CINCINNATI - A new report shows that the suicide rate among middle-aged Ohio residents has risen by more than 41 percent.
The Centers for Disease Control and Prevention released the report on Thursday.
It shows that between 1999 and 2010, suicides among people between 35 and 64 years old increased nationwide by a rate of 28 percent.
Ohio's rate increased by 41 1/2 percent. That's the 15th biggest increase in the nation and higher than most neighboring states.
Wyoming had the biggest increase at 78.8 percent, Maine the lowest at 6.6 percent.
No state experienced a decrease.
The report says possible contributing factors to the increase include the economic downtown in the U.S. and the increasing availability of prescription drugs.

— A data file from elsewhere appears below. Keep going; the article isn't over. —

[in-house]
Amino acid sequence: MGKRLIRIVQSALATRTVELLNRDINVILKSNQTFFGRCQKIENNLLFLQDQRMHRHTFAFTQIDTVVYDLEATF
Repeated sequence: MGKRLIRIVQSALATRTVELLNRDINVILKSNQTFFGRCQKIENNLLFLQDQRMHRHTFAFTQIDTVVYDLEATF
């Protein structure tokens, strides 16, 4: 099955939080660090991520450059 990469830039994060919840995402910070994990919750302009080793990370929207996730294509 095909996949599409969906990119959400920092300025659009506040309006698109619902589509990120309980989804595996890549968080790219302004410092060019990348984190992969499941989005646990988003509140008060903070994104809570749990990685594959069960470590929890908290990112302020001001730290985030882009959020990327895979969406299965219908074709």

Other stress factors cited were split families, aging parents and health problems.
Copyright 2013 The Associated Press. All rights reserved. This material may not be published, broadcast, rewritten or redistributed.
Around Ohio Headlines
A Democrat vying to be Ohio's lieutenant governor has detailed for reporters roughly $700,000 in outstanding state and federal tax liens owed by him, his wife and their Cincinnati business.
A teacher is on administrative leave after school officials said a nude photo of her spread online.